Writing by Myrtle Yvonne Ragub // Photograph by Sophie Pellegrini
The moment I laid eyes on this abandoned church, I stopped believing in God.
The first time I saw this abandoned church, I was lost in a massive town. I thought the ground where the paintings – where the arts are – is where the center is supposed to be. But it turned out that not all art, not all attempt for salvation is where the world revolves around. Sometimes it revolves so far from your wrist that you end up in a dark corner, heads down, a grocery bag in your hands. I was lost in a massive town when I saw this abandoned church, looking indifferent and promising. Its broken windows protruding, the steps cluttered with dried leaves. I entered, softly brushing my hands against the walls. Touching its walls was like touching forgotten prayers – depressing but it gives you this resolve to stay and capture its ruins. A masterpiece, a stained epoch in the history. An unfolding miracle. I thought, “This must be what glory is.”
The first time I saw him, he reminded me of that abandoned church desperately trying to look whole. He’d cover the holes with his achievements, with intellectual words and impressive plot of stories, and it worked. People would praise his works and he’d smile at them. That smile reminded me of the altar that bears a couple of saints. There’s too much heavy, too much expectations.
I started seeing him after that meeting. At nights, when the world revolves so far from our wrists, I would hold him and not say anything. No words are necessary. We would stay like that until we fall asleep. I would make him breakfast the next morning – eggs, bacon, two toasted bread, beans and coffee. Black, just the way he likes it. An offer for an abandoned church. Our movements would be in harmony. Quiet movements with momentum that is hopeful and promising. I would slip poems in his coat before he left and he would read me anything – my poems, his poems, or any book when he gets home. This is how we cope with the deafening cry of the people who used to come to the abandoned church. This is how we fill the black hole in us.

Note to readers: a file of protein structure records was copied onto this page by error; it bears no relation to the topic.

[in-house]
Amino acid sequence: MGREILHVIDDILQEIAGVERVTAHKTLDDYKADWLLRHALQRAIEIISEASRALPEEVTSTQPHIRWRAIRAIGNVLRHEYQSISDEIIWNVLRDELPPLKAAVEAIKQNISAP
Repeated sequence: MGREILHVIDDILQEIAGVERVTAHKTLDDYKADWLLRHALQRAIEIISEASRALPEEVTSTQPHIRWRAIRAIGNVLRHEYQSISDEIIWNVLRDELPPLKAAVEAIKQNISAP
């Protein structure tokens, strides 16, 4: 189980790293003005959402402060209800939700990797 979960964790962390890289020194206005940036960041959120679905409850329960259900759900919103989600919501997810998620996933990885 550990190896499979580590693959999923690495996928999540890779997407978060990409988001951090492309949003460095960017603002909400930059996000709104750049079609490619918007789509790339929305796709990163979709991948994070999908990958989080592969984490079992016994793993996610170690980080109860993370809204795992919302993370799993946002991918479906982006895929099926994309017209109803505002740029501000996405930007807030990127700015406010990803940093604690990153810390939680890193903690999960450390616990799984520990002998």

The moment I laid eyes on this abandoned church, I stopped believing in God. I started believing in healing instead – in the incorporation of two rotten hearts. Being familiar with an abandoned church’s holes and secret passages is no easy task. It takes a great deal of patience and time. But I don’t mind. Not all healing comes with Band-Aids and medications. Sometimes healing comes with just a hand to reach for when you wake up in the middle of the night.[share]